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. Last Updated: 07/27/2016

No Delay On Cleaning Up the Baltic

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It was just last December that President Vladimir Putin flabbergasted the world by confessing his admiration for environmental activists in little rubber boats. "I've always admired people who devote their lives to environmental problems," were his exact words.

Given this, we are optimistic that Russia's recent refusal to endorse an international convention on eliminating persistent organic pollutants, or POPs, is merely — as officials have stated — a diplomatic hiccup that does not signal a reversal of the Kremlin's support for the treaty.

Ironically, Russia last affirmed the treaty publicly in December, just about the same time the president was fanaticizing about a post-Kremlin career chasing whaling ships.

The treaty, which has been signed by more than 90 countries already, including the United States and Canada, obligates signatories to eliminate a number of carcinogenic and other pollutants, most of which are by-products of waste incineration and industrial processes.

For Russia, the implications of the treaty are anything but abstract.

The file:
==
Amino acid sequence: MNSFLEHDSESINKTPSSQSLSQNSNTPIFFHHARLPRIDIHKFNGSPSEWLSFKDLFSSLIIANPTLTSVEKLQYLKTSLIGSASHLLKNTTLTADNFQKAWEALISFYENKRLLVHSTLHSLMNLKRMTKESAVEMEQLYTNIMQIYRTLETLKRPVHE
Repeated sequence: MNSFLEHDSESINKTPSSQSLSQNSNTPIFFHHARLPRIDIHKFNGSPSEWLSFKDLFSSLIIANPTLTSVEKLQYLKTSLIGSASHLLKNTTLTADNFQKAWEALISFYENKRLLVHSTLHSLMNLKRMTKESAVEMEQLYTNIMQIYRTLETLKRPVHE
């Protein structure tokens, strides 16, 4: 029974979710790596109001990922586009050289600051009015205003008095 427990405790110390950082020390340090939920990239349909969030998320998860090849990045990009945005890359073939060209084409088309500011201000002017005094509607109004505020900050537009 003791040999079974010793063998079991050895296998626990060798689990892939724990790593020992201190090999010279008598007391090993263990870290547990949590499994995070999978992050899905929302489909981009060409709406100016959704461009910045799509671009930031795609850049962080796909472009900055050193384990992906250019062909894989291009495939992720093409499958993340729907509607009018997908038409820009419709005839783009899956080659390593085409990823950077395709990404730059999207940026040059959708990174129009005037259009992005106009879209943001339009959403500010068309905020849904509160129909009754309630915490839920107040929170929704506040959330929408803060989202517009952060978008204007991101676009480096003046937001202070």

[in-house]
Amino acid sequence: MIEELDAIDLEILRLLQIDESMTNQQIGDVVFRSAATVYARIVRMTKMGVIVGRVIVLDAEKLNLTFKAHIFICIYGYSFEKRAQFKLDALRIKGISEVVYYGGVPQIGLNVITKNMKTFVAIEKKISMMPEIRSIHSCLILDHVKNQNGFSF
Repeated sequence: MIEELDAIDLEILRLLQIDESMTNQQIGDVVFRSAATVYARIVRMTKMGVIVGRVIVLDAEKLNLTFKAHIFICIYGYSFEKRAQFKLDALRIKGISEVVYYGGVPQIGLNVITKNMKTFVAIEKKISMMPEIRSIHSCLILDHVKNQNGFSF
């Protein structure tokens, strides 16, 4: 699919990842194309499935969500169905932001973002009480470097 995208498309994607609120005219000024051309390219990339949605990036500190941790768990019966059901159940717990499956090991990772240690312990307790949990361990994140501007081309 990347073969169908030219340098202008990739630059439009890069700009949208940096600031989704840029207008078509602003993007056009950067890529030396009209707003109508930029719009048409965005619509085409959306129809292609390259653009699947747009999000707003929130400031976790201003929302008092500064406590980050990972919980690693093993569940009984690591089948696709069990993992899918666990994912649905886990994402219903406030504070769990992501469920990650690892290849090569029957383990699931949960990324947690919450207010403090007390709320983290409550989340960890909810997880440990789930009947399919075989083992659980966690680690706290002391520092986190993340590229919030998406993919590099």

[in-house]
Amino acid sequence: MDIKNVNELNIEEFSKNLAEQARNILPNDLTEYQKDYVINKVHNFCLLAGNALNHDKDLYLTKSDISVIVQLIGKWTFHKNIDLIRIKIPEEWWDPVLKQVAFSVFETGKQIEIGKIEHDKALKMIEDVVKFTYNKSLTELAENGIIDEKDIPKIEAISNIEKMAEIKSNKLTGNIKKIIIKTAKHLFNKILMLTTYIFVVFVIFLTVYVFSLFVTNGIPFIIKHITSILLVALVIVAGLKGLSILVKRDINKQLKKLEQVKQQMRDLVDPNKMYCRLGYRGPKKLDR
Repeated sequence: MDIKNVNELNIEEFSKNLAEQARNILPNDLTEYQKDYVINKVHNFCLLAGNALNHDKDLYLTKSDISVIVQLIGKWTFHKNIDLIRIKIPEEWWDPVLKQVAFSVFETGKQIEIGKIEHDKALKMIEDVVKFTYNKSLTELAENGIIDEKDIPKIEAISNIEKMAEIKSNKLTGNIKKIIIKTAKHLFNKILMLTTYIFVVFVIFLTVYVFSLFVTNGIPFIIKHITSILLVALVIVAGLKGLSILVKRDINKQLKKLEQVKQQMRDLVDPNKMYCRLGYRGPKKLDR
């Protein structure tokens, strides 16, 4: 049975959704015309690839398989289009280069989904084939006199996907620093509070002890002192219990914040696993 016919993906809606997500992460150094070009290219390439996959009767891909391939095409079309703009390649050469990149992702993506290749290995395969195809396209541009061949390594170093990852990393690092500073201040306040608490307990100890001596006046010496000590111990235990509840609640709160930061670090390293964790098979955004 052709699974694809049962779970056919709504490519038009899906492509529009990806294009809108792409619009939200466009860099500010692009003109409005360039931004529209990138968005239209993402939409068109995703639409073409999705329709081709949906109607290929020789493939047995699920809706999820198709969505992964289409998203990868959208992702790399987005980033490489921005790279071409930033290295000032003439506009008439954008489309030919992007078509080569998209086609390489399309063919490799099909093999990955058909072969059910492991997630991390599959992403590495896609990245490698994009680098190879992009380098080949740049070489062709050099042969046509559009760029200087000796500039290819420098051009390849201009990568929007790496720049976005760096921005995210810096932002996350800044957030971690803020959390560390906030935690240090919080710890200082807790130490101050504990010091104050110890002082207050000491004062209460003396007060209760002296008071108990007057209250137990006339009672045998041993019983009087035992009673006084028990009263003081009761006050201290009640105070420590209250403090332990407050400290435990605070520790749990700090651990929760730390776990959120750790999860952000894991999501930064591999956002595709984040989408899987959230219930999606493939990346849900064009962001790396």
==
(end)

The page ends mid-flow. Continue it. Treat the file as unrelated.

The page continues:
The Baltic Sea — Russia's window onto Europe — is among the most polluted bodies of water on the planet. In fact, the present treaty is the direct result of the 1974 Helsinki Convention to protect the Baltic Sea.

The situation in the region, and particularly in the Gulf of Finland near St. Petersburg, has been correctly labeled a "crisis." Fifty years of industry in the region, with the Soviet Union and Russia as the main culprits, has endangered the health of the more than 90 million people living near the Baltic, including the more than 4 million inhabitants of Putin's hometown, according to a report published by Greenpeace last month. Sweden and Finland have issued repeated health warnings over the last decade.

Russian officials have confirmed that their delay in signing the convention is purely procedural and that Russia will endorse it before the May 2002 deadline. Skeptics have speculated that the Kremlin is playing a diplomatic game in order to win Western assistance for covering the cost of implementing the agreement — a cost estimated at as much as $180 million over 25 years.

We certainly hope that this is not true. Moscow will win much greater Western support by showing leadership on this issue and by exhibiting concern for its own citizens. Cleaning up the Baltic in partnership with other Baltic countries is a sound investment in a crucially important region of Russia. It is the kind of constructive partnership with Europe that Russia should be actively seeking out and embracing.